The rate of obesity is steadily increasing in the United States and around the world, which is a major health concern as obesity is associated with multiple leading causes of death including diabetes and heart disease. Losing weight is often extremely challenging as our bodies naturally reduce energy expenditure in response to weight loss. Adaptive thermogenesis is a sustainable way to maintain body temperature by generating heat from metabolic mechanisms and is one of the components of energy expenditure. Previous studies have shown that reduced thermogenesis causes fat and weight gain, while increased thermogenesis promotes weight and fat loss. Therefore, stimulating adaptive thermogenesis represents a promising approach to treat the obesity epidemic. However, current avenues of research have yet to identify a thermogenic target that could be used to efficaciously promote weight loss. The sodium/iodide symporter (NIS) is the key plasma membrane protein that mediates the sodium-dependent active transport of iodide into the thyroid follicular cells, the first step in the biosynthesis of the thyroid hormones (THs). We have developed a drug-free model of severe hypothyroidism (undetectable THs and increased thyroid-stimulating hormone; TSH) by placing mice that are knockouts for NIS on a low iodide diet. These mice fail to gain weight despite reduced physical activity and similar levels of food intake compared to a model of mild hypothyroidism (wild-type mice on a low iodide diet). In addition, severely hypothyroid mice exhibit significantly increased expression of markers of skeletal muscle adaptive thermogenesis and increased skeletal muscle O2 consumption. On the basis of these preliminary results, I hypothesize that adaptive thermogenesis in the skeletal muscle is stimulated under conditions of severe hypothyroidism, preventing weight gain. To test this hypothesis, I will measure thermogenesis in, and determine the body composition of, euthyroid control mice and two different kinds of severely hypothyroid mice: NIS KO and TSH receptor (TSH-R) KO mice, both on a low-iodide diet (Part a and b). Importantly, using these two different mouse models of severe hypothyroidism will allow me to differentiate between the effects of reduced THs on adaptive thermogenesis and those of increased TSH. Skeletal muscle primary cultures, transport assays in sarcoplasmic reticulum vesicles, and euthyroid TSH-R KO mice will be used to conclusively show that skeletal muscle thermogenesis is stimulated when THs are reduced (Part c). In vitro studies will be performed to determine the mechanisms responsible for hypothyroidism-induced skeletal muscle thermogenesis (Part d). The role of the hypothalamic- pituitary-thyroid axis in skeletal muscle thermogenesis and hypothyroidism-induced thermogenesis are both largely unexplored areas of thermogenic research, and as such will allow us to identify new weight-loss targets that may be used to combat the obesity epidemic.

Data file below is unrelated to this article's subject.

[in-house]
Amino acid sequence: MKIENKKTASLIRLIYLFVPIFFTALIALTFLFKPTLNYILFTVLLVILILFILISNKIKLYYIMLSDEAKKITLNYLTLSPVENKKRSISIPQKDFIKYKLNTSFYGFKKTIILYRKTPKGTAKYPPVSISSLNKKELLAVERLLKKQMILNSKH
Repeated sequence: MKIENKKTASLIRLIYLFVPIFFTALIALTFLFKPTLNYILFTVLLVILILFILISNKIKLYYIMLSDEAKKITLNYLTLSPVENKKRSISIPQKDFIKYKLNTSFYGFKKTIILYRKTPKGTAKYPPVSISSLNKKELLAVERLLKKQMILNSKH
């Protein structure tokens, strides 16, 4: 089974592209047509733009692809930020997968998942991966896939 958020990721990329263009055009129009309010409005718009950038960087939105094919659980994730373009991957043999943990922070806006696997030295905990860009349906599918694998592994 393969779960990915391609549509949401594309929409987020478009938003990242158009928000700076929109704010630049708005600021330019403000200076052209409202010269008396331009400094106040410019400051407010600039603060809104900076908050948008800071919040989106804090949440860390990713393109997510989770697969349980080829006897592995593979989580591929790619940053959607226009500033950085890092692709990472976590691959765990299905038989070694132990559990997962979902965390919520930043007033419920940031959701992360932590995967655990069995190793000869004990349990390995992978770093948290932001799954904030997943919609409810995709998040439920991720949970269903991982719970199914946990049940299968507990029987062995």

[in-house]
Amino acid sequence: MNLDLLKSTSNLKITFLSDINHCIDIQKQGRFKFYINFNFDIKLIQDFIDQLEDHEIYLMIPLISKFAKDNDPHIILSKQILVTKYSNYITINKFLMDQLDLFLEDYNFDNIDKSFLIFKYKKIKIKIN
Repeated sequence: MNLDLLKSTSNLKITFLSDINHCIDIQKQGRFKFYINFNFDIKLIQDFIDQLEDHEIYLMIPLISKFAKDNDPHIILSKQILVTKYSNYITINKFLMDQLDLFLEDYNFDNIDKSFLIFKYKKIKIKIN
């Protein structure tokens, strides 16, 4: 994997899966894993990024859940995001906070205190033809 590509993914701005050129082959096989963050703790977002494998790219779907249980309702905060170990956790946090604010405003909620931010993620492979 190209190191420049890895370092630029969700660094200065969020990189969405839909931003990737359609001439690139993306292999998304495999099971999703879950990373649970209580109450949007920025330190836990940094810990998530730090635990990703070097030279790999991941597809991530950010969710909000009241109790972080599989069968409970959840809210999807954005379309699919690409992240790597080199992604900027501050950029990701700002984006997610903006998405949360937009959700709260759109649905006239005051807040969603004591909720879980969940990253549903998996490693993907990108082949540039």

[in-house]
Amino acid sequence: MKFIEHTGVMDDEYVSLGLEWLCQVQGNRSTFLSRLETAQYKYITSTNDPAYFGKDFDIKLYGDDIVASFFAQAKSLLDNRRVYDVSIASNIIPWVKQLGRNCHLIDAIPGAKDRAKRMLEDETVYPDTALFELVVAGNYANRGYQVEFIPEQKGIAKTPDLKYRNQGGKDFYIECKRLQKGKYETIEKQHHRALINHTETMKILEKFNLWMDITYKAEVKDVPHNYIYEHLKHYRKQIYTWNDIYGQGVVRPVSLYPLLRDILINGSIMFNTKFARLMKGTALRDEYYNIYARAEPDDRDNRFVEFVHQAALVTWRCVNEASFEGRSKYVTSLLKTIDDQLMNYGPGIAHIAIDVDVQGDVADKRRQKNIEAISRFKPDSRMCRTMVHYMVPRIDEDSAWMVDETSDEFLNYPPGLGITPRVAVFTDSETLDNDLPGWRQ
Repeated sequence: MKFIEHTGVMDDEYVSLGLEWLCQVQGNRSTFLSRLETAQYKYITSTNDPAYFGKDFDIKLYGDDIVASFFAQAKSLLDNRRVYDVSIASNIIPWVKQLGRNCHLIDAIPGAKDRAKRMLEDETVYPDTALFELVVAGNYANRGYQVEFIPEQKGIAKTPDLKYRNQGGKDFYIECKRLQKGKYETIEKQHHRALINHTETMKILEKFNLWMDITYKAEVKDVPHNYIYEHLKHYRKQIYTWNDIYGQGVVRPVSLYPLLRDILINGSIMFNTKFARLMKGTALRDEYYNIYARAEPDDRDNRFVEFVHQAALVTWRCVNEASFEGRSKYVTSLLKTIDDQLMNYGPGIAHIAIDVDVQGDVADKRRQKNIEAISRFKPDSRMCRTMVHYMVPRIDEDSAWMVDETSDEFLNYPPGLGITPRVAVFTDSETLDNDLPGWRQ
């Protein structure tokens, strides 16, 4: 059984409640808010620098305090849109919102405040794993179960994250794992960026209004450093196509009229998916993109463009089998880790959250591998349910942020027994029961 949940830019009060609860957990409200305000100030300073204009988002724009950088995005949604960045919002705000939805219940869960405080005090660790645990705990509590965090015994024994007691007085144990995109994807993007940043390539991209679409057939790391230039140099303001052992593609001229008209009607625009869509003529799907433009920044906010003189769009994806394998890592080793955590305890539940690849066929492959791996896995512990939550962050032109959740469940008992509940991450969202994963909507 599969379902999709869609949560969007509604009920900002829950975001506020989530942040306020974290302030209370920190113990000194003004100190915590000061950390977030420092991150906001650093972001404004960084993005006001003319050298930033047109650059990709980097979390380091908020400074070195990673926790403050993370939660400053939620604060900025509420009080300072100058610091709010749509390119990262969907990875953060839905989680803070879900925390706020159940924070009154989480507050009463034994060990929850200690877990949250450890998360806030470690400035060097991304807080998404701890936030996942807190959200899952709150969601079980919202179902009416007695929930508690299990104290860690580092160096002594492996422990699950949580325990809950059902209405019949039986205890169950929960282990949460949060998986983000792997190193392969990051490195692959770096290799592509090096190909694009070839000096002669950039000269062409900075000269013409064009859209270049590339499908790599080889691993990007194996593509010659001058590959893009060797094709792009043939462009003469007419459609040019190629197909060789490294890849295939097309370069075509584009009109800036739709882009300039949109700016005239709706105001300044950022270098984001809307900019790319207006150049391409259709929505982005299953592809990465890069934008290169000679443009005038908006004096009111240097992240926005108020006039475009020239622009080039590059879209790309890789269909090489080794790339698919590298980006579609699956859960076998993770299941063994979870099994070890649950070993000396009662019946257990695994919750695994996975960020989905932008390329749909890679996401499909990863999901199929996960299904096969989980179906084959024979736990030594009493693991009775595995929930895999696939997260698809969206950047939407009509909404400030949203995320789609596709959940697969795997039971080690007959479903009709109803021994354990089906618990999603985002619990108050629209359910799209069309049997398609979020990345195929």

Obesity is a major health concern, as over 30% of US adults are considered obese and this number is expected to rise to over 40% by 2030. Obesity is strongly associated with leading causes of death such as heart disease and diabetes, yet there are no effective treatments to promote weight loss. This proposal aims to identify new targets for stimulating weight loss by investigating the mechanisms that protect against weight gain in an animal model of hypothyroidism.